AIRhead Legal Review

AIRhead Legal Review

Improbable theories, judgments and interpretations

by Howard Zaharoff

Animal Rights and Wrongs

Einstein said, on several occasions, that God does not play dice — in other words, that the universe operates according to rules. This proposition raises the philosophical issue of whether the world is wholly deterministic, which appears to leave no room for human responsibility, or if instead humans retain freedom of action, which would leave humans accountable for their actions, as well as for other occurrences within their domain of control.

More even than scientists, courts constantly address this issue. Two recent cases tackle the problem in the context of the animal kingdom. In one case, a man who was attacked by a polar bear at an Air Force radar station sued the federal government. The $1M suit claims that the U.S. government was negligent in not making the camp (Lawyers Weekly USA, 8/28/95). This plaintiff apparently assumes that people, and their embodiment in popular government, should be held responsible for the acts of polar bears. Query: does this leave room to hold ursus maritimus itself responsible for its acts? A second case addresses this issue.

The second case concerned a bicyclist who was so frightened when a small dog ran at him that he fell and got injured. He sued the dog’s owners under a statute imposing strict liability for a dog’s "vicious or mischievous" acts. The owners argued that the statute remedied dog bites and attacks; but the New Hampshire Supreme Court found this canine’s behavior "mischievous" under the plain meaning of the statute. Result: a $190,000 verdict for the plaintiff (Lawyers Weekly USA, 8/12/95). Thus, this plaintiff, as well as the legislature that enacted the law and the judges who applied it, apparently believed that people should be accountable for their pets’ vicious acts. Since the statute imposed no penalty on the pets themselves, one assumes that the legislature did not believe that mischievous pets themselves should be held accountable.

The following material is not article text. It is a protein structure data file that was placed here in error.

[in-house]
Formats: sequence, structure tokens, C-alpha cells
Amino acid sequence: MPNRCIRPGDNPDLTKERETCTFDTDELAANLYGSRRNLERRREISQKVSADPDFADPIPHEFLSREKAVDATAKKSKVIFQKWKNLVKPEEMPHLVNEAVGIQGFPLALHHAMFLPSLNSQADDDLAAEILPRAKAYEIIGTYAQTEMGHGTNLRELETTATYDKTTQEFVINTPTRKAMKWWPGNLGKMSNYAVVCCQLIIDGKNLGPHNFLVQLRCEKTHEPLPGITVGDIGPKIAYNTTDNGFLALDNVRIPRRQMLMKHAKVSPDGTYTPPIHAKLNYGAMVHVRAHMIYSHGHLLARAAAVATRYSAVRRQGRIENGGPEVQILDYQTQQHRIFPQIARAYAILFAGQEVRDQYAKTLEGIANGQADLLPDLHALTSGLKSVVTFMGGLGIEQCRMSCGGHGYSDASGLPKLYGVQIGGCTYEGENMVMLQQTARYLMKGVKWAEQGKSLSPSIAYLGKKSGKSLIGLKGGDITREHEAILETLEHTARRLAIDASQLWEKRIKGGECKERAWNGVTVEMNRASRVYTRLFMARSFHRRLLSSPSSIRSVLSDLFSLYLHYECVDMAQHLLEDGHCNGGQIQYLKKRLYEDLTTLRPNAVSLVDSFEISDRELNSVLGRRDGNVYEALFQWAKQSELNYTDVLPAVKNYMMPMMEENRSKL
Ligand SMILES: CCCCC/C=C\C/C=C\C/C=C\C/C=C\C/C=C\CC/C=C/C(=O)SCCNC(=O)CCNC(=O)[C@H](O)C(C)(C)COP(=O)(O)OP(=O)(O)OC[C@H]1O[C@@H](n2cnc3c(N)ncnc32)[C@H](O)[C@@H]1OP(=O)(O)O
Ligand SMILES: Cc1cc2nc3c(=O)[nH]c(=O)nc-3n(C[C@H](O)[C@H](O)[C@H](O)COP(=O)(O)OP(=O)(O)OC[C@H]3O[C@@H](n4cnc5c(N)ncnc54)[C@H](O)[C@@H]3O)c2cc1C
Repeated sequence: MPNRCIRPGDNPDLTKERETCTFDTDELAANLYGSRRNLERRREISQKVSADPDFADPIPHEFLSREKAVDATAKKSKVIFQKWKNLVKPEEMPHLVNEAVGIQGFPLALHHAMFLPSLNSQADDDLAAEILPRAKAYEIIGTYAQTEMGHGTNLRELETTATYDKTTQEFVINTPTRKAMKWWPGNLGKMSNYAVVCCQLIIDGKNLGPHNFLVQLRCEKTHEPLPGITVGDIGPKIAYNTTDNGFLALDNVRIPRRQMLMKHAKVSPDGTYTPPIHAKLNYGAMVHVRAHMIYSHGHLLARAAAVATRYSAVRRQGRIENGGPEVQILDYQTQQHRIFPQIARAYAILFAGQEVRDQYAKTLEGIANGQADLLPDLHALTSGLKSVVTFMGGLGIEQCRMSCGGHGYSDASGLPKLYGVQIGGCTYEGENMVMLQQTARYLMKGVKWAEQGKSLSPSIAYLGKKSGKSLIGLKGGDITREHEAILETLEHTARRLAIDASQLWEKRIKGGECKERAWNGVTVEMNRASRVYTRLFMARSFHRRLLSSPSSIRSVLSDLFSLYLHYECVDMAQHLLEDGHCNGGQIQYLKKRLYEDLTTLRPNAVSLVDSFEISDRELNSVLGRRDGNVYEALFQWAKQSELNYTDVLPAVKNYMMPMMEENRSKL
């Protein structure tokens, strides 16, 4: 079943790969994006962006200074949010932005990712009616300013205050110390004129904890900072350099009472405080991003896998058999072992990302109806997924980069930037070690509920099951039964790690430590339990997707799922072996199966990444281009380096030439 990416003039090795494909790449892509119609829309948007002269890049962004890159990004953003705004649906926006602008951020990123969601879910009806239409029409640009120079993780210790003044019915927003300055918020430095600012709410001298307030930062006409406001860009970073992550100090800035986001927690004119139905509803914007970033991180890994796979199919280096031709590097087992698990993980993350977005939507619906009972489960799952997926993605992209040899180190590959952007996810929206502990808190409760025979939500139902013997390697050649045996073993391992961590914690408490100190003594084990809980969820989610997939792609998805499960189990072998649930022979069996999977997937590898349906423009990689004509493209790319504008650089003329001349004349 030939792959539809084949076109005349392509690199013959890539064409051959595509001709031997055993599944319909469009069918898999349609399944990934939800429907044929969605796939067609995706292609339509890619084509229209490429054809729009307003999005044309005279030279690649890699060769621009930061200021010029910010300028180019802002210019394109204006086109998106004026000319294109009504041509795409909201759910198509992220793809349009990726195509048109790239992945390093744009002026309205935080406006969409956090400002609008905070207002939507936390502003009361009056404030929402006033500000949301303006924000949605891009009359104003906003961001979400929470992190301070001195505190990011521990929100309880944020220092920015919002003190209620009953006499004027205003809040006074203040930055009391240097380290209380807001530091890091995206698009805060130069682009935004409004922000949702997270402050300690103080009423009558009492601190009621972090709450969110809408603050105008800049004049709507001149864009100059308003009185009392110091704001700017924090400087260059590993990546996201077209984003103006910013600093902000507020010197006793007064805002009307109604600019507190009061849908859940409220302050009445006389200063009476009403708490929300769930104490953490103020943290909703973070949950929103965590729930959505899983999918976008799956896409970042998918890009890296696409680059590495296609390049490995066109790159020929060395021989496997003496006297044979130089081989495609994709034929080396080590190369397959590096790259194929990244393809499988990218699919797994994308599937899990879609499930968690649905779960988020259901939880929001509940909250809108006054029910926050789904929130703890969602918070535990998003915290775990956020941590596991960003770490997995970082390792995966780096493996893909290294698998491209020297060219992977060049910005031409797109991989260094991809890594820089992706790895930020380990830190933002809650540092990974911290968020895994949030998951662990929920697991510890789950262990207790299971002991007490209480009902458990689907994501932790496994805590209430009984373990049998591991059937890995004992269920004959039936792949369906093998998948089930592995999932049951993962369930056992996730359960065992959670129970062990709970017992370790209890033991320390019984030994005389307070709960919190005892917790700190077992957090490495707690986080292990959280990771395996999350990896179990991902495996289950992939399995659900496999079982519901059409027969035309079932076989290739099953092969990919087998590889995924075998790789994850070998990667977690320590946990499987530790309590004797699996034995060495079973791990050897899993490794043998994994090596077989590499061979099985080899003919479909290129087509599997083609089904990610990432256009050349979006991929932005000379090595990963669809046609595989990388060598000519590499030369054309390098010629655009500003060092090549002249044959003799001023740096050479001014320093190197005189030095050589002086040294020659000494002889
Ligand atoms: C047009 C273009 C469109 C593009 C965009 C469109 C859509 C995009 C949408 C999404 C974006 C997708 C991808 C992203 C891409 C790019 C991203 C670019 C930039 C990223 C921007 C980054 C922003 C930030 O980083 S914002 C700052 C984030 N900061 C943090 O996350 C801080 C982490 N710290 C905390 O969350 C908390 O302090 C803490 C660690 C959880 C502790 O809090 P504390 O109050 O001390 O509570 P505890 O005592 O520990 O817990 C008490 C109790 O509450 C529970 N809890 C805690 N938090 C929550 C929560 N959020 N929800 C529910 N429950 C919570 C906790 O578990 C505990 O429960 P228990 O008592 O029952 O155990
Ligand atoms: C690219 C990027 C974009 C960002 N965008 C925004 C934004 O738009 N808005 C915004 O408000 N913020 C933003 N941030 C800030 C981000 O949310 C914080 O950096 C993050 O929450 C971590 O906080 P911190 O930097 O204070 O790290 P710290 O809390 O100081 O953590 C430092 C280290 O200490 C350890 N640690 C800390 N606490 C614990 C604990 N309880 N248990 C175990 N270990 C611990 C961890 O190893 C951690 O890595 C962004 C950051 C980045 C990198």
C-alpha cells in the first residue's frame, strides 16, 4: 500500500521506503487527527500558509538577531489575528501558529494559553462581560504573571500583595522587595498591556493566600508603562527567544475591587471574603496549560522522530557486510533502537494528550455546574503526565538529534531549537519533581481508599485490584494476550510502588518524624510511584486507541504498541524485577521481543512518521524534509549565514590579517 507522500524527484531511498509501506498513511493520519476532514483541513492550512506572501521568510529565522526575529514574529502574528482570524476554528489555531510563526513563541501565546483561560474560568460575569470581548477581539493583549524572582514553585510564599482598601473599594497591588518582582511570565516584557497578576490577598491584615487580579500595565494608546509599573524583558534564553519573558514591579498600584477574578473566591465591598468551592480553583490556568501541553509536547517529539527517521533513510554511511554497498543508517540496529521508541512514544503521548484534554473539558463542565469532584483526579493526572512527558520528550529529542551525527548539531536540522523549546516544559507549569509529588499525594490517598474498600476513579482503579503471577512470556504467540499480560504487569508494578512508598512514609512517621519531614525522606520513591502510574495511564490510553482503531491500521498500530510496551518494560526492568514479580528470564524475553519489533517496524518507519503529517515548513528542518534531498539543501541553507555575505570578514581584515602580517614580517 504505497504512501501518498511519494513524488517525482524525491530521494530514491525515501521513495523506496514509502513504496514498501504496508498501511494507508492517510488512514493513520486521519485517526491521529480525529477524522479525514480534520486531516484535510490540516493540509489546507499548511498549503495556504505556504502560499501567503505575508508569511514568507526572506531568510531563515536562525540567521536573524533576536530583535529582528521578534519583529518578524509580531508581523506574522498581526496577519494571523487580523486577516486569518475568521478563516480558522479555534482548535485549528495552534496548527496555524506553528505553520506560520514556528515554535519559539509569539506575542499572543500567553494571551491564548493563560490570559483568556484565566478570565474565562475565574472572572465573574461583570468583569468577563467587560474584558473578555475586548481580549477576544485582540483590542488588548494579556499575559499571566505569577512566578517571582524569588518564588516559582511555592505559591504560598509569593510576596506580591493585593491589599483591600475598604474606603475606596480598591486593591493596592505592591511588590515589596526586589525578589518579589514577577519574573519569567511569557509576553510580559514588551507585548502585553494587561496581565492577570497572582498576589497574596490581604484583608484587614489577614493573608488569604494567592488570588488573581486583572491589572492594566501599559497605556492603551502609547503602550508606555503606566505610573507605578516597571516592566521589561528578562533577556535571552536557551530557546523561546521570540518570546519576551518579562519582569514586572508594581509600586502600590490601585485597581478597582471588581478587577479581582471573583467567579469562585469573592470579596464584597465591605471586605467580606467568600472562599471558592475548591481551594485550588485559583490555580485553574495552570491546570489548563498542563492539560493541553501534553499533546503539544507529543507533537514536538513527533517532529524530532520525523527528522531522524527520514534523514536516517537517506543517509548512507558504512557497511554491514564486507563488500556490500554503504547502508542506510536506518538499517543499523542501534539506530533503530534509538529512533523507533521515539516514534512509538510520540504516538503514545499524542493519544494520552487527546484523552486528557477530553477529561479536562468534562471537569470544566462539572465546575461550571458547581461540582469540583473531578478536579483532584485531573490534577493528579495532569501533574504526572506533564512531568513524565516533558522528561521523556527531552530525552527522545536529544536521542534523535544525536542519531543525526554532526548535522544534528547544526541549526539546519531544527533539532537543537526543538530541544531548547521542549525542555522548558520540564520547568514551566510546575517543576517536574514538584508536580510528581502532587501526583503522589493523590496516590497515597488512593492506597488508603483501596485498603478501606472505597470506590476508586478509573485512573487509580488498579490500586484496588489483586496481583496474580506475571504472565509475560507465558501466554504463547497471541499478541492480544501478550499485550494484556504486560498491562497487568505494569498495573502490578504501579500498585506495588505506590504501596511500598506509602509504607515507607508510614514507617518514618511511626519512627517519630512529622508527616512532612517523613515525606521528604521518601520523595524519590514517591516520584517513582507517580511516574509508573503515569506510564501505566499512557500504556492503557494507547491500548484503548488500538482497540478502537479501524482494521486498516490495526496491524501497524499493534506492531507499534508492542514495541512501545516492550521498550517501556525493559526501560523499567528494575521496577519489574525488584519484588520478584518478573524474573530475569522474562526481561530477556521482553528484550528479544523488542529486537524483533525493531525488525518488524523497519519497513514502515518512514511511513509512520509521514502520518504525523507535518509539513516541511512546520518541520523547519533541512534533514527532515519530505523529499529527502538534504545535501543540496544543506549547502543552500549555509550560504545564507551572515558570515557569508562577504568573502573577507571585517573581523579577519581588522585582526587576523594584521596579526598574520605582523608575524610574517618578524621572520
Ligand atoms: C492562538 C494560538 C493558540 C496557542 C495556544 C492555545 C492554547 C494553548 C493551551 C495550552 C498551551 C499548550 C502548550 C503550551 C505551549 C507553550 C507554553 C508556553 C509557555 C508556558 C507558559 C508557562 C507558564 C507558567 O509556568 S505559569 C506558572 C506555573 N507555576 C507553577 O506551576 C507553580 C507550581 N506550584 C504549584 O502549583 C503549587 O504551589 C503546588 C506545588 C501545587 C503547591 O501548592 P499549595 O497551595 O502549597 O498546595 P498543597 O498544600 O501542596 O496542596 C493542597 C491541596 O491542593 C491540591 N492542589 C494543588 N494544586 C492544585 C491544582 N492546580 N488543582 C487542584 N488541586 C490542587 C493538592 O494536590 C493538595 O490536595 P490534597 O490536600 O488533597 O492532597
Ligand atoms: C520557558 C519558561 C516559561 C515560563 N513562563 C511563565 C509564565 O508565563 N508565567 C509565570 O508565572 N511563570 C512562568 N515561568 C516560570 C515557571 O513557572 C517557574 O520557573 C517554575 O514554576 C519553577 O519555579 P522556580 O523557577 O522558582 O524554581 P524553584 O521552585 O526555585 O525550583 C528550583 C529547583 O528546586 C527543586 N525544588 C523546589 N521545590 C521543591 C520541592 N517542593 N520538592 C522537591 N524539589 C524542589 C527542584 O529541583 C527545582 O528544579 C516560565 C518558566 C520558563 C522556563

These cases also remind us that, in a deterministic world, people must be careful both in encountering animals and in owning or controlling animals because, if they are not careful, someone might get injured, and, if someone does get injured, that someone might attempt to impose liability on someone else and, if that effort is successful, it can cost that someone else $190,000. Plus attorneys’ fees.

Dogged Trademarks

Animals also sometimes appear in a more positive role than the above cases indicate, for example, as parts of trademarks. Thus, one company has applied to register the mark "Dogs Against Drugs/ Dogs Against Crime Providing Dogs That Serve, Protect and Detect" in connection with charitable fundraising services "to aid law enforcement agencies in the purchase of narcotics dogs." However, no exclusive right was claimed in the phrase "Providing Dogs That Serve, Protect and Detect," so other charitable organizations are free to exclaim that they too provide dogs that serve, protect and detect when they help police acquire narcotics dogs.

Copyright © 1997 The Annals of Improbable Research (AIR). All rights reserved.